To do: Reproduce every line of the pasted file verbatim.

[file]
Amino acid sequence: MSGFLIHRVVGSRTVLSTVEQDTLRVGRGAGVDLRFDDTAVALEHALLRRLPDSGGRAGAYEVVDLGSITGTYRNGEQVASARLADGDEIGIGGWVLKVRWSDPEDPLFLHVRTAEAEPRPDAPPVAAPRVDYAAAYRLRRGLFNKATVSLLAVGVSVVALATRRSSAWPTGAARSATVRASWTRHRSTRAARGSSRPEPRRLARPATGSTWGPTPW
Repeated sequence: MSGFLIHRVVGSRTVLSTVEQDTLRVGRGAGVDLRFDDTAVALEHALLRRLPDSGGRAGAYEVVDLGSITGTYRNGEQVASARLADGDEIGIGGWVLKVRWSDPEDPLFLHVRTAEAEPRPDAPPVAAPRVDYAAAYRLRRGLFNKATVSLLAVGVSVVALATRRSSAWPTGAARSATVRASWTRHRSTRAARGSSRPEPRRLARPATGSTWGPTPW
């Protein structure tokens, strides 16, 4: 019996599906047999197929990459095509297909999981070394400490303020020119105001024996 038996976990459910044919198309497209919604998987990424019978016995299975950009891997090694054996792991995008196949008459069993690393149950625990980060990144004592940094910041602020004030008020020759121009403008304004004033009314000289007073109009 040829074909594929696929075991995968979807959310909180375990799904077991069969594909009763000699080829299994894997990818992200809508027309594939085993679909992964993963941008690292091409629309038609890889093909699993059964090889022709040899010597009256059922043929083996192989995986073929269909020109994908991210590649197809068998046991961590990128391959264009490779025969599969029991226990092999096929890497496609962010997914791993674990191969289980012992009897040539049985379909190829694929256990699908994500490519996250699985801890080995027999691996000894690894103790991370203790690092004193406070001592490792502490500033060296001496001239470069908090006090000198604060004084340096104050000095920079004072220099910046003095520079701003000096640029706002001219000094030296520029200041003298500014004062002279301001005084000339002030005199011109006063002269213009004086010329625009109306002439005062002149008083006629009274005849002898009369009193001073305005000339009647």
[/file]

Amino acid sequence: MSGFLIHRVVGSRTVLSTVEQDTLRVGRGAGVDLRFDDTAVALEHALLRRLPDSGGRAGAYEVVDLGSITGTYRNGEQVASARLADGDEIGIGGWVLKVRWSDPEDPLFLHVRTAEAEPRPDAPPVAAPRVDYAAAYRLRRGLFNKATVSLLAVGVSVVALATRRSSAWPTGAARSATVRASWTRHRSTRAARGSSRPEPRRLARPATGSTWGPTPW
Repeated sequence: MSGFLIHRVVGSRTVLSTVEQDTLRVGRGAGVDLRFDDTAVALEHALLRRLPDSGGRAGAYEVVDLGSITGTYRNGEQVASARLADGDEIGIGGWVLKVRWSDPEDPLFLHVRTAEAEPRPDAPPVAAPRVDYAAAYRLRRGLFNKATVSLLAVGVSVVALATRRSSAWPTGAARSATVRASWTRHRSTRAARGSSRPEPRRLARPATGSTWGPTPW
């Protein structure tokens, strides 16, 4: 019996599906047999197929990459095509297909999981070394400490303020020119105001024996 038996976990459910044919198309497209919604998987990424019978016995299975950009891997090694054996792991995008196949008459069993690393149950625990980060990144004592940094910041602020004030008020020759121009403008304004004033009314000289007073109009 040829074909594929696929075991995968979807959310909180375990799904077991069969594909009763000699080829299994894997990818992200809508027309594939085993679909992964993963941008690292091409629309038609890889093909699993059964090889022709040899010597009256059922043929083996192989995986073929269909020109994908991210590649197809068998046991961590990128391959264009490779025969599969029991226990092999096929890497496609962010997914791993674990191969289980012992009897040539049985379909190829694929256990699908994500490519996250699985801890080995027999691996000894690894103790991370203790690092004193406070001592490792502490500033060296001496001239470069908090006090000198604060004084340096104050000095920079004072220099910046003095520079701003000096640029706002001219000094030296520029200041003298500014004062002279301001005084000339002030005199011109006063002269213009004086010329625009109306002439005062002149008083006629009274005849002898009369009193001073305005000339009647």